Where did you go this week to worship, to praise creation and show respect for nature?
There is an Indigenous sacred site in the middle of the Ottawa River, in our Nation’s Capital between two provinces where four rivers meet. How much more symbolic of a movement can we get to protect this site as an act of reconciliation?
We must protect it. We must educate the poorly informed politicians and stand up to aggressive developers.
This should be titled “Lessons RE-learned after the storm”
But first… What storm? you ask.
I’m talking about the SIX tornadoes that touched down in the Ottawa Valley and neighbouring regions on September 21, 2018. One of them smacked the Hydro station serving thousands of customers in Nepean.
tornadoes cause mass outages
‘We’ve pretty much lost everything’: Homes destroyed as Ottawa-Gatineau
It was quite the event. My area of the city lost electricity for 50 hours.
How about you? Were you greatly affected?
We are grateful that it was only electricity that we lost and not our roof, our shelter, our home. Other parts of the region were not so lucky.
If you live in Ottawa and survived the ice storm of ’98, you should have been prepared at least with an emergency preparedness kit : candles. matches, battery powered / wind-up radio, dry goods, water – something to hold you over for the first day or two.
Prior to the tornadoes hitting our region, we received those annoying alarms on our cell phones. I received them on both my personal cell and work phone.
Land line hold-out still has communication
I was able to communicate by telephone with family who had power at their end of the city, and with two of my adult children who called to check in on me from other provinces.
My cell phone service was working fine – as long as the battery held out.
I was able to follow status updates by listening to the battery powered radio and checking for updates on Twitter and local news websites on my cell.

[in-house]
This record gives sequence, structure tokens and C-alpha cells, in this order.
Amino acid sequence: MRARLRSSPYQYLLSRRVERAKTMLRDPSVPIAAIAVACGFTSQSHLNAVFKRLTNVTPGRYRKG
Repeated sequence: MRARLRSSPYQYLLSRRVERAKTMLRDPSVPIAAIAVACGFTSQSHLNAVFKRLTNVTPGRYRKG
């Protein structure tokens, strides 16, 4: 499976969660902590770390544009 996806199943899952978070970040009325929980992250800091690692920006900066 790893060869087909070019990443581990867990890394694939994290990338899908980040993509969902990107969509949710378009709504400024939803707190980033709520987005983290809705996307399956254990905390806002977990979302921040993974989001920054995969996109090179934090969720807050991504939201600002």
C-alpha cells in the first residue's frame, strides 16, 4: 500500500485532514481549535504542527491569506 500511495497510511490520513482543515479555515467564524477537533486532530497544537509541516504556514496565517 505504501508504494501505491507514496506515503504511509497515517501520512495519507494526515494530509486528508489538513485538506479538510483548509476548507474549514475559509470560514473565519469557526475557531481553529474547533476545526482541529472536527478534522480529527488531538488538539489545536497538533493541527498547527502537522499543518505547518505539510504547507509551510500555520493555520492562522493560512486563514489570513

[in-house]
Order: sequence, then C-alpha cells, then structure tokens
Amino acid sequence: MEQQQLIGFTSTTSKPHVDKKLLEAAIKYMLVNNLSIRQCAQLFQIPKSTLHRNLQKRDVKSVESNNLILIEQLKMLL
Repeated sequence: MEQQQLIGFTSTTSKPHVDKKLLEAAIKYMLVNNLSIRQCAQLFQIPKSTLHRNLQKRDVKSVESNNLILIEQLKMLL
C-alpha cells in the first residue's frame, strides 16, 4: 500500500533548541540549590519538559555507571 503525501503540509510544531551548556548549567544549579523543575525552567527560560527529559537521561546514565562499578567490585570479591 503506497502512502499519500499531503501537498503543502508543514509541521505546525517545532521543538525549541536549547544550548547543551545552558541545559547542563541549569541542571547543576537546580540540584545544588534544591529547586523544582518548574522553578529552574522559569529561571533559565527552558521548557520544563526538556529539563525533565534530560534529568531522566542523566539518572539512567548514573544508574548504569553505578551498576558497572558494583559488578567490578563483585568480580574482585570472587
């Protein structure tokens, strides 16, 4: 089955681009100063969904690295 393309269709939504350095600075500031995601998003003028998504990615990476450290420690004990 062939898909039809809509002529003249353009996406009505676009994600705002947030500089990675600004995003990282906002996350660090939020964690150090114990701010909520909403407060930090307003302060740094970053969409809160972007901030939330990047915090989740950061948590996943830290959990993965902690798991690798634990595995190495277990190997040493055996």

One valuable lesson I learned was not to procrastinate with laundry and homework.
The previous weekend was so hot and humid that I couldn’t muster the energy to do laundry. After assessing my closet contents, I figured I had sufficient work wardrobe items to last the next week. It did but my plan of doing laundry on the next weekend was foiled by the loss of power on September 21st.
Luckily, on the Sunday, a kind family member let me do a load at his home, to shower, recharge devices, plus enjoy a hot meal!
As for the homework for the online course I am taking this semester, I should have applied myself to the readings and not gone to see The Bookshop mid-week. I had good intentions to do homework on the weekend of September 22nd.
Well, I couldn’t. I had no power, no home internet to access the required reading. Again, thanks for family and friends, I was able to use their WiFi to access the reading for that week’s lesson. I also sent an email to the course facilitator, asking for an extension. She was understanding and extended the deadline for the entire class by a couple of days.
A quiet, powerless Caturday September 22nd
The cats were oblivious to the lack of electricity. I knew they’d be okay in the dark because of their night vision.
One annoyance during those two darkened nights was that the old boy would wander and meow from dark corners in the apartment. I had fun getting out of bed to shuffle around, to find that black b@stard and shush him.
On the Saturday night, early Sunday morning, the little b@stard knocked my little flashlight off of my dresser, causing me to crawl on the floor on my hands and knees, feeling around for the thing in the dark.
On the Sunday, I got back into my morning routine of going for a walk around the neighbourhood. The sunrise was colourful but eerie, illuminating the darkened streets.
Sunday Morning Sunrise Sept 23
Will we be ready for the next time?
Environmentalists and climatologists predict that due to climate change, we can expect more of these powerful storms travelling down our valley.